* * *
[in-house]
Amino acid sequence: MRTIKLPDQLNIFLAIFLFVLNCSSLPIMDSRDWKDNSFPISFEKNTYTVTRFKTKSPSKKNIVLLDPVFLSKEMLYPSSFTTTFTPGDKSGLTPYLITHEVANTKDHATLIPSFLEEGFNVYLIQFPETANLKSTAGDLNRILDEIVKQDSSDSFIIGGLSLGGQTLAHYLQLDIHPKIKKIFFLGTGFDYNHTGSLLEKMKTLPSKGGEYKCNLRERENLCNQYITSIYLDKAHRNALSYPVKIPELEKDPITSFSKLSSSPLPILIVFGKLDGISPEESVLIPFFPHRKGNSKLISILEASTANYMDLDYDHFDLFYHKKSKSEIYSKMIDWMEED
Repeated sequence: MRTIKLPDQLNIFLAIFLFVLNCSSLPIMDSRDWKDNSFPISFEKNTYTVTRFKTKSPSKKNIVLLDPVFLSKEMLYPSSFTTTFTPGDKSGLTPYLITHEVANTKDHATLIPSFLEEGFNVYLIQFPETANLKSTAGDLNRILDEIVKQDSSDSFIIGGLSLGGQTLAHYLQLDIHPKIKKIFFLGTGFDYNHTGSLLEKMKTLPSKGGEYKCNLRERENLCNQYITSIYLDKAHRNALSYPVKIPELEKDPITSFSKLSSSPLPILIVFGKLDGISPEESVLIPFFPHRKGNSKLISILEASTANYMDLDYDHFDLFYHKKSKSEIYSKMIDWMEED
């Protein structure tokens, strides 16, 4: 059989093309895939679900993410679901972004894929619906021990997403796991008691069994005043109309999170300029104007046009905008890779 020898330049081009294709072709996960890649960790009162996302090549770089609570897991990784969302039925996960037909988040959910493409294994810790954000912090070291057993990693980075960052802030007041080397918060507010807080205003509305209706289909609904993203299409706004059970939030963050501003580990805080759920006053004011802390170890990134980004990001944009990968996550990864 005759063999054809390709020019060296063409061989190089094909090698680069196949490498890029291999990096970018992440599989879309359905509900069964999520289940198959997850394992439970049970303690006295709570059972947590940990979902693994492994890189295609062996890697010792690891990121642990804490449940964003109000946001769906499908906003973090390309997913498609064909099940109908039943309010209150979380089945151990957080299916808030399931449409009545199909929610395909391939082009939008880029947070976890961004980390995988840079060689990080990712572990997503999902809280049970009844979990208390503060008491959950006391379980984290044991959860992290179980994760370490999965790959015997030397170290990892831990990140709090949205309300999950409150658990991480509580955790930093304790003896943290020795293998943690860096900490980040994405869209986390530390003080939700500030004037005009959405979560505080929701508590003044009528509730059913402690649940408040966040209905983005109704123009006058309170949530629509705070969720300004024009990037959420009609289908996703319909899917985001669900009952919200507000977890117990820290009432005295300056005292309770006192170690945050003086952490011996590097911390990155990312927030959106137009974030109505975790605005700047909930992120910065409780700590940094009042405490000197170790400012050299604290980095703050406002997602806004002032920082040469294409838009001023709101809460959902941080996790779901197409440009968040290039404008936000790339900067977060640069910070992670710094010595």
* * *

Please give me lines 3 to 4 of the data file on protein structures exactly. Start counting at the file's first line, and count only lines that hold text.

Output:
Repeated sequence: MRTIKLPDQLNIFLAIFLFVLNCSSLPIMDSRDWKDNSFPISFEKNTYTVTRFKTKSPSKKNIVLLDPVFLSKEMLYPSSFTTTFTPGDKSGLTPYLITHEVANTKDHATLIPSFLEEGFNVYLIQFPETANLKSTAGDLNRILDEIVKQDSSDSFIIGGLSLGGQTLAHYLQLDIHPKIKKIFFLGTGFDYNHTGSLLEKMKTLPSKGGEYKCNLRERENLCNQYITSIYLDKAHRNALSYPVKIPELEKDPITSFSKLSSSPLPILIVFGKLDGISPEESVLIPFFPHRKGNSKLISILEASTANYMDLDYDHFDLFYHKKSKSEIYSKMIDWMEED
């Protein structure tokens, strides 16, 4: 059989093309895939679900993410679901972004894929619906021990997403796991008691069994005043109309999170300029104007046009905008890779 020898330049081009294709072709996960890649960790009162996302090549770089609570897991990784969302039925996960037909988040959910493409294994810790954000912090070291057993990693980075960052802030007041080397918060507010807080205003509305209706289909609904993203299409706004059970939030963050501003580990805080759920006053004011802390170890990134980004990001944009990968996550990864 005759063999054809390709020019060296063409061989190089094909090698680069196949490498890029291999990096970018992440599989879309359905509900069964999520289940198959997850394992439970049970303690006295709570059972947590940990979902693994492994890189295609062996890697010792690891990121642990804490449940964003109000946001769906499908906003973090390309997913498609064909099940109908039943309010209150979380089945151990957080299916808030399931449409009545199909929610395909391939082009939008880029947070976890961004980390995988840079060689990080990712572990997503999902809280049970009844979990208390503060008491959950006391379980984290044991959860992290179980994760370490999965790959015997030397170290990892831990990140709090949205309300999950409150658990991480509580955790930093304790003896943290020795293998943690860096900490980040994405869209986390530390003080939700500030004037005009959405979560505080929701508590003044009528509730059913402690649940408040966040209905983005109704123009006058309170949530629509705070969720300004024009990037959420009609289908996703319909899917985001669900009952919200507000977890117990820290009432005295300056005292309770006192170690945050003086952490011996590097911390990155990312927030959106137009974030109505975790605005700047909930992120910065409780700590940094009042405490000197170790400012050299604290980095703050406002997602806004002032920082040469294409838009001023709101809460959902941080996790779901197409440009968040290039404008936000790339900067977060640069910070992670710094010595």